Junior Project Manager Do’s and Don’ts For Success

Gabriel Nwatarali | 22.08.19 | 0 Comments

The big day has come and you’ve landed a job as a junior project manager. You’ve probably worked diligently for many months, weeks, or even years to get here. So congratulations are in order. Being a bit nervous is normal. You may be inheriting a project in progress or something entirely new as your first charge. There’s no way to predict the future. However, this article discusses key project management tips that’ll prepare you for the road ahead as a junior project manager.

Think about the following as you go through these project management tips for beginners. What can you do today to help ensure everything goes off without a hitch? Every project will be unique and require different action steps for success. However, the chance of success is increased for all your projects if you’re proactive rather than reactive. So let’s begin with the Don’ts.

Don’ts For Junior Project Managers

Mistakes are part of learning but being able to avoid them if you can is even better.

1. Don’t Forget to Assess The Project

The simplest way to assess a project is to speak with your predecessor if there is one. You can collect current project details (e.g. progress, needs, etc.) and receive a factual evaluation of where the project truly stands. Use the information provided to make sound decisions.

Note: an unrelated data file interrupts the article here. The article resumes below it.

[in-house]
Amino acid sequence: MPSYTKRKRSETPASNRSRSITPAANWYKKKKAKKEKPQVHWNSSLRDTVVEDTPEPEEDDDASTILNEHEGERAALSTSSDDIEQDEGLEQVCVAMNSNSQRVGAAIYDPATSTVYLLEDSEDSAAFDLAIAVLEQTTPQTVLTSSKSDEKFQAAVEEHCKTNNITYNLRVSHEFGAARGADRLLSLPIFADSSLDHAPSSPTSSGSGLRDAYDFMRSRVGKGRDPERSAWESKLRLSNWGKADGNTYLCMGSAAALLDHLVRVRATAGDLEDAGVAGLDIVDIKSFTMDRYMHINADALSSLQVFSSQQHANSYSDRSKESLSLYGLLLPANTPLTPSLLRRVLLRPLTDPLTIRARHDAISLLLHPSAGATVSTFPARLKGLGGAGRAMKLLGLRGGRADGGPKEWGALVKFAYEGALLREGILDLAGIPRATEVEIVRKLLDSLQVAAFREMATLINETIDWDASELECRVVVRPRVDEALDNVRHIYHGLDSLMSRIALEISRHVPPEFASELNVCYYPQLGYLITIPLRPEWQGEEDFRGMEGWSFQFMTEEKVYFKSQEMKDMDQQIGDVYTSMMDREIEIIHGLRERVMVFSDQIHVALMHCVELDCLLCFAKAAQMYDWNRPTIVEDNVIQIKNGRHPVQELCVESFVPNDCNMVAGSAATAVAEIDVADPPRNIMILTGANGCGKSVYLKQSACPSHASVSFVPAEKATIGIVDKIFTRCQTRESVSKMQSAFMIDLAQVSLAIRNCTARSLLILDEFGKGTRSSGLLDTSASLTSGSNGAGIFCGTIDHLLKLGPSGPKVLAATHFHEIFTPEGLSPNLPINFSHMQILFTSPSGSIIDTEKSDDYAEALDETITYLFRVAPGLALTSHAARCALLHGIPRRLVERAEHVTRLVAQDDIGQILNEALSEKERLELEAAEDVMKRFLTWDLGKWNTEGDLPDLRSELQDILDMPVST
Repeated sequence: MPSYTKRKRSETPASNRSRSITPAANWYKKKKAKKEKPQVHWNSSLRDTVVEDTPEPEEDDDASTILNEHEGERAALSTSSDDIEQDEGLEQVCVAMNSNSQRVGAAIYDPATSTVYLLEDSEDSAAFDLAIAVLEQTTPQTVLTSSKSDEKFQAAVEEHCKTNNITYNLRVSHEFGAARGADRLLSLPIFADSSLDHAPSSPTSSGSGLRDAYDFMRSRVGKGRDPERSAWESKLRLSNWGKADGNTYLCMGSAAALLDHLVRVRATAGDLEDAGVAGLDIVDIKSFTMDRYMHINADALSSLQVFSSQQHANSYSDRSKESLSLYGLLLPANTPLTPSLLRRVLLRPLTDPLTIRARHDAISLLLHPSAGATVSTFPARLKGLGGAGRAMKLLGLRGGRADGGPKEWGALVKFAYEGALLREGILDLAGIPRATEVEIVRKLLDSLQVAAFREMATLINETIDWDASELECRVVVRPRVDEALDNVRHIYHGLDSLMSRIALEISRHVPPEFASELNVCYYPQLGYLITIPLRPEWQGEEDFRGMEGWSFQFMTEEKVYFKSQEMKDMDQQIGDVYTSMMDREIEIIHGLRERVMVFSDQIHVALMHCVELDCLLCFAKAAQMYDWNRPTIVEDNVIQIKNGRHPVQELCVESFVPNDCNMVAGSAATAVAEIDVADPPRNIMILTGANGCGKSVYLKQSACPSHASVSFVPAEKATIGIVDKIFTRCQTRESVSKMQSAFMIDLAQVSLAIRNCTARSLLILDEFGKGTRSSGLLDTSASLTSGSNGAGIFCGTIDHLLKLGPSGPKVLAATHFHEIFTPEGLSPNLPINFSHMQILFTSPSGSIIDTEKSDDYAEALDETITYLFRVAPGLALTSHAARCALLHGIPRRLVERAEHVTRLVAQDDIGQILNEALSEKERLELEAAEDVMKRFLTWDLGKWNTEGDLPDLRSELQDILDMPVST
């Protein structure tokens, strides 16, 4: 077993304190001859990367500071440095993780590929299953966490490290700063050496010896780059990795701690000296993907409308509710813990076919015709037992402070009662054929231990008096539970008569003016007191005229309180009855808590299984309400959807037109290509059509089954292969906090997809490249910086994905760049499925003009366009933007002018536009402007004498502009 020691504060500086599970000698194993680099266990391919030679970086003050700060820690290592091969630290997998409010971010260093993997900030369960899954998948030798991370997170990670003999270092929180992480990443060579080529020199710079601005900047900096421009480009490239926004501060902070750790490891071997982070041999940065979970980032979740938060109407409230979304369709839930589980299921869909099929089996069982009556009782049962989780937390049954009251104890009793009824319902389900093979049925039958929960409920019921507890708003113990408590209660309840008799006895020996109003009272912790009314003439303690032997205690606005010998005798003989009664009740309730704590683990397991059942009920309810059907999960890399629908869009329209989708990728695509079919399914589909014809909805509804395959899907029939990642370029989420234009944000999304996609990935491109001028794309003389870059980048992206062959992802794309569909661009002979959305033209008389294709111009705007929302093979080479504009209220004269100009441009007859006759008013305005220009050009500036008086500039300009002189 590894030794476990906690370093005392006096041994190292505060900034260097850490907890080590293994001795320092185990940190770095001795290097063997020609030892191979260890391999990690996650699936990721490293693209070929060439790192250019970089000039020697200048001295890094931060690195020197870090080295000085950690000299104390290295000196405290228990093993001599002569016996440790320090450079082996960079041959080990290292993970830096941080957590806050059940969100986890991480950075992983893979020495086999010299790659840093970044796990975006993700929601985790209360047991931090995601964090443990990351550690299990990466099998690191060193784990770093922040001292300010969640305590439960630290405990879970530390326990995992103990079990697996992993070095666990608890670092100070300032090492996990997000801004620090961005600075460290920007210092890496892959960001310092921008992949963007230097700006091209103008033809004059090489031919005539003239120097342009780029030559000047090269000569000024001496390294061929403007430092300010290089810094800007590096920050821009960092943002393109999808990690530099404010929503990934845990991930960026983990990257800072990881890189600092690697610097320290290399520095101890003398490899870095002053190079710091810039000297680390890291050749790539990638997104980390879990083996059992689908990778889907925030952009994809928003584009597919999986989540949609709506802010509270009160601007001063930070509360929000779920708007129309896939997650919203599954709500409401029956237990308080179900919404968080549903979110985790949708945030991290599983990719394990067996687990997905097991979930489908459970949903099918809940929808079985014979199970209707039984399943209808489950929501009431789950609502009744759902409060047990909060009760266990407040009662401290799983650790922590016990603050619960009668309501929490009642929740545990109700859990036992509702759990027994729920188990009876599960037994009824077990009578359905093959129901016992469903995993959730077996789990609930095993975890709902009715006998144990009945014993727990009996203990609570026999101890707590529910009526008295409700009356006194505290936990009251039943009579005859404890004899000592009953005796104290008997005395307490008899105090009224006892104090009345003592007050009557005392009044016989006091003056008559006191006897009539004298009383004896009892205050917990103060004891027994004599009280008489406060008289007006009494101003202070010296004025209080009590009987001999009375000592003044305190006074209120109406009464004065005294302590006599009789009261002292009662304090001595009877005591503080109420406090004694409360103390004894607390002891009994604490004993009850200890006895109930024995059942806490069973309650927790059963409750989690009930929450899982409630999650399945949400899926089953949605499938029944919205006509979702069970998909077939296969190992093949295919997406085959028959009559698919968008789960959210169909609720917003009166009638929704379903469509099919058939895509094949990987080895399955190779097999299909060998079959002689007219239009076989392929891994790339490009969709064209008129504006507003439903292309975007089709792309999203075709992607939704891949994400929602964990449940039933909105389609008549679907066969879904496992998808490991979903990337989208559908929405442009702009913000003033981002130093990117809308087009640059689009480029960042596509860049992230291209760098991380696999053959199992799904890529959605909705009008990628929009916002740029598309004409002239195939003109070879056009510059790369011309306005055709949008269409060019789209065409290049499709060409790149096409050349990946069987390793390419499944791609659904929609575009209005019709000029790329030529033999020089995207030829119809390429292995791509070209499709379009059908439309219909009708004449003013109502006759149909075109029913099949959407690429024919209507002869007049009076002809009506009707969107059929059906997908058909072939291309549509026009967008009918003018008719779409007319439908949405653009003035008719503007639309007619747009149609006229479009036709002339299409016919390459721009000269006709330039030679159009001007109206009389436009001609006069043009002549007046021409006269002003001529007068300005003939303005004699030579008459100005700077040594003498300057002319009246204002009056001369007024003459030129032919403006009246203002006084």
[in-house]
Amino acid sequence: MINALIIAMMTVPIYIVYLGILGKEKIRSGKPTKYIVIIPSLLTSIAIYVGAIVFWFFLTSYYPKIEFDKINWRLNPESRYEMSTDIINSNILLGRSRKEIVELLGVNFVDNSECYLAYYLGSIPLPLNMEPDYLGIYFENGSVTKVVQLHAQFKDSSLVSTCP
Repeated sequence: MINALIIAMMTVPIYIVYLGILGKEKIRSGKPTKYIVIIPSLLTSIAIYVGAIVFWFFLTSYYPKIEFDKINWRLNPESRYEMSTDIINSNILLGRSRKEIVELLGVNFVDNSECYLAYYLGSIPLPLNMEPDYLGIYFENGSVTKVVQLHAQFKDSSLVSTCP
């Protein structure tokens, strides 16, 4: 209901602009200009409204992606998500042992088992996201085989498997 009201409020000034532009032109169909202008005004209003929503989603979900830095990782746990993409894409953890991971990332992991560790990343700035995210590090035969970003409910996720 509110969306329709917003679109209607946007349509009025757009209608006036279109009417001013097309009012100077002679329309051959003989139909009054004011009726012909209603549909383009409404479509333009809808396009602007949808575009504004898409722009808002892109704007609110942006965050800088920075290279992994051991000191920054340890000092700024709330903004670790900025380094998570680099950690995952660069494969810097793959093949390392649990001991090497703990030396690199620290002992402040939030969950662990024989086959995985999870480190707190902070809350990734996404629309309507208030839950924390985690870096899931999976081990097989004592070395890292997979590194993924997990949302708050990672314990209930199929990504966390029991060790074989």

However, start by reviewing all the documentation about the project if you don’t have a predecessor. This way, you’ll have a good understanding of the project you’re leading. Review documentation like requirements, recent project assessments, project master plans, contracts, etc.

Also, be sure to check the status of each document to make sure they aren’t out of date. You want to avoid basing your decisions on data that doesn’t reflect the present-day realities of your project.

2. Don’t Disregard The Opinions of Others

Keep an open mind as a project manager otherwise you can’t learn anything. This means don’t disregard people’s opinions and learn as much as you can from other project managers, staff, including clients. However, don’t be a ‘doormat’ or someone that’s easily manipulated. Find a happy balance.

The habit of actively listening to others is a great way of building relationships so maintain open communications with all stakeholders. Look closely at the makeup of your staff. Try identifying everyone’s strengths and weaknesses, focusing on their strengths when delegating tasks. Ultimately, the goal is to collaborate with your team and other stakeholders in a way that facilitates project success.